Demerits Threaten CLC’s Future

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Longtime practices by the Community Learning Center at Top of the World Elementary School and recently scrutinized by school administrators prompted discussion of the possible closure of the 34-year-old alternative school during this week’s school board meeting.

CLC parents and students sell homemade wares to benefit a homeless organization at the farmers market in Laguna Beach last December. From left, parents Deborah Johansson, Nicole McMann, Laura Sauers and Gerri Machin with  Magnus Johansson, Hendricks McMann, Callum Murray and Max Sauers.
CLC parents and students sell homemade wares to benefit a homeless organization at the farmers market in Laguna Beach last December. From left, parents Deborah Johansson, Nicole McMann, Laura Sauers and Gerri Machin with Magnus Johansson, Hendricks McMann, Callum Murray and Max Sauers.

Recent resignations by CLC’s two teachers prompted a review of hiring practices and uncovered a dilemma for administrators as well as other irregularities in the program, according to a school district staff report.

A California Education Code section prohibits involuntarily teacher assignments, but no current district teachers applied for the CLC openings. To continue the alternative school, administrators would need to hire two extra teachers and board members seemed reluctant to endorse that approach.

CLC teacher Melanie Whitenack resigned in February and was replaced by Jennifer Sweet for the remainder of the year, said TOW office attendant Claudia Redfern. Kevin Nguyen also gave notice, effective June 22, district officials said.

The district’s internal research also turned up three other apparent education code violations.

CLC’s parent participation requirement violates state Education Code and the California Constitution, according to the agenda report. CLC also is out of compliance because records indicate required annual evaluations did not continue past the first few years of CLC’s start in 1983, the report says.

Lastly, school regulations require districts fund alternative programs at the same level of support as other programs for students of the same age level. Currently, CLC enrollment stands at 35 students. The agenda report says CLC’s student ratio “has created an inequity” compared to similar class size ratios in grades one through four elsewhere in the district.

CLC class size is capped at 20 students in each of its two combination classes of first and second grade students and third and fourth graders, district spokeswoman Leisa Winston said. Class size in the regular first through third grades is around 20 students, but average class size in fourth grade is about 25-26, she said.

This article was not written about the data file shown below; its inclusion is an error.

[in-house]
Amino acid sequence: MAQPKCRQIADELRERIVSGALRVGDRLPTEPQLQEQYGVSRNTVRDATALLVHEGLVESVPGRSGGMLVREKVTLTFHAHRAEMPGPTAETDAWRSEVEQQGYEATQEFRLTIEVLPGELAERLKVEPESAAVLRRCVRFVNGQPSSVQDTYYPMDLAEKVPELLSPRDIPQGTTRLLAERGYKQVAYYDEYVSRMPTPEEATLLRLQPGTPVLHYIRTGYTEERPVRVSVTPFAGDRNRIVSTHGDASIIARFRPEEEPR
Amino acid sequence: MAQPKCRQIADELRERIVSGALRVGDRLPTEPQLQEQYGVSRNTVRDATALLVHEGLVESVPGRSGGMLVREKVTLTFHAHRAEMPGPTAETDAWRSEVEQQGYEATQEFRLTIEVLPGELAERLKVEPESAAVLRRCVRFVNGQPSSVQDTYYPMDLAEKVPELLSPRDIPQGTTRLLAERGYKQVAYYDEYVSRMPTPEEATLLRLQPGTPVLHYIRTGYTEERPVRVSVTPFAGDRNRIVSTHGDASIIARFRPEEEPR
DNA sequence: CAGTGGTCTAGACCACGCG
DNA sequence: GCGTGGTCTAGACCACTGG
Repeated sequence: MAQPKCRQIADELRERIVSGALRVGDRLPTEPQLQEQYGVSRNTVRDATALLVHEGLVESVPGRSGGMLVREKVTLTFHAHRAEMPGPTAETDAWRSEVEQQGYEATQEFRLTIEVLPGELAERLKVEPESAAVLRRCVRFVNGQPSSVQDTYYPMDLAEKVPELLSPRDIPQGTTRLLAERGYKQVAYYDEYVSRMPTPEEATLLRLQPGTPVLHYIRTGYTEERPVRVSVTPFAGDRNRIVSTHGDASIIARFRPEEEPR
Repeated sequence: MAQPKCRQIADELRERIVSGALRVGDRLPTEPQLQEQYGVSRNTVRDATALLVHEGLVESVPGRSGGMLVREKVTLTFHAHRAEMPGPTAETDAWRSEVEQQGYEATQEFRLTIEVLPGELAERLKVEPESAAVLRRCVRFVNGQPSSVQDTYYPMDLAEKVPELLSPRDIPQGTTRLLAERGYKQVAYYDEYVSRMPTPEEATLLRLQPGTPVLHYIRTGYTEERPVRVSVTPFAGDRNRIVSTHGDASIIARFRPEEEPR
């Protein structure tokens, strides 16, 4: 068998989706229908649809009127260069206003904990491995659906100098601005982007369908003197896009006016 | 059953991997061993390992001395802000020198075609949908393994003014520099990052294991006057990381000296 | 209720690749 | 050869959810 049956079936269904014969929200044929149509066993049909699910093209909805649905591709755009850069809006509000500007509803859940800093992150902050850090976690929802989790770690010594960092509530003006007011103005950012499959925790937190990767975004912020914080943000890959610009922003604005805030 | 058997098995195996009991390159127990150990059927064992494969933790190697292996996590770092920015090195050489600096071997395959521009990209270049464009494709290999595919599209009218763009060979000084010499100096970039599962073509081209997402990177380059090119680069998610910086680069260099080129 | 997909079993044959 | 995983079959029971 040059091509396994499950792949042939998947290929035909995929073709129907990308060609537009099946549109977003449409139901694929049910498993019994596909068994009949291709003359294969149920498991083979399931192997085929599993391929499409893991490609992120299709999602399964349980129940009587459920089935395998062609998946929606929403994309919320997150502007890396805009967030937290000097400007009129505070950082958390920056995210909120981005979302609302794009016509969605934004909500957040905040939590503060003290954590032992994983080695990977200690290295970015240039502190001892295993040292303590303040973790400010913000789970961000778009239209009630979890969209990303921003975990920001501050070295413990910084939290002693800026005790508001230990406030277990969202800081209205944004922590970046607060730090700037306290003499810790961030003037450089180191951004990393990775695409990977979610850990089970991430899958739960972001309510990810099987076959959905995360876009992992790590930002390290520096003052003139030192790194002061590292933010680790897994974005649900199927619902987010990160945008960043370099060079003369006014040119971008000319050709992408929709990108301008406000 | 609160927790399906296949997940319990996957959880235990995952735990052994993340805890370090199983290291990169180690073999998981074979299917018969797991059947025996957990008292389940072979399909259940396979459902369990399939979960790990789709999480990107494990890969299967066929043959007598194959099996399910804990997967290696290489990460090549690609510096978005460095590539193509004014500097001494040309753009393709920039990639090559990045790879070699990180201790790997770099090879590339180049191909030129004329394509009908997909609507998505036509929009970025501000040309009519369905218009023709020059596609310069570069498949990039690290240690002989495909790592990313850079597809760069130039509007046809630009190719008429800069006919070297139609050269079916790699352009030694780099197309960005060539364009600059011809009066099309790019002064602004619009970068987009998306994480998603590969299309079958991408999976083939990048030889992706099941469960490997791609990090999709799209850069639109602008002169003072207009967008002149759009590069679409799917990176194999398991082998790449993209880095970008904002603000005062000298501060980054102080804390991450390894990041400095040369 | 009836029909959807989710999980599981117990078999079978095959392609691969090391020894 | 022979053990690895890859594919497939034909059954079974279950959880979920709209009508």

As of May 2, 37 students are wait-listed for entry into the first-grade CLC class in the fall. Another 17 students have been accepted for enrollment in grades two through four, the report says.

Nine former and current parents whose children are enrolled in CLC voiced their opposition to the program’s closure, describing how their families benefitted from its unusual structure, where students remain with the same instructors for several years. Two other speakers questioned the relevancy of the current program.

Speaker Megan Hunt praised the program and said she valued its instructional concepts of mindfulness, thematic learning and emotional management.

Parent Sheri Morgan suggested board members should incorporate CLC concepts districtwide.

Board member Peggy Wolff said curriculum innovations adopted by CLC are now practices used by other educators. “Kudos to the parents that brought them up,” she said.

And board member Ketta Brown, while echoing the sentiment of speakers that valued the bond among CLC families, said she felt similar support throughout the TOW school community.

CLC was established in modular units on the Top of the World campus in 1983 as a result of a board task force. Its guiding principle was to offer every student the opportunity to learn in an environment structured to meet individual needs and learning styles. Teachers emphasized personal responsibility, respect, self-directed learning and making a socially conscious contribution to society.

Superintendent Jason Viloria said to sustain an alternative program requires interest by teachers and the school community. Viloria said the board will continue to explore options before closing the program.

In other business, Laguna Beach High School Athletic Director Lance Neal said a student survey showed interest in other sports, lacrosse, wrestling and sand volleyball. The board agreed to consider expanding the sports lineup in the future.

The board approved moving spring break to the second week in April.

And the board hired Dr. Michael Keller as director of social emotional support, effective July 1.

Keller is currently director of special education in the Los Alamitos Unified School District and has experience as both a school counselor and a nationally-certified school psychologist.

 

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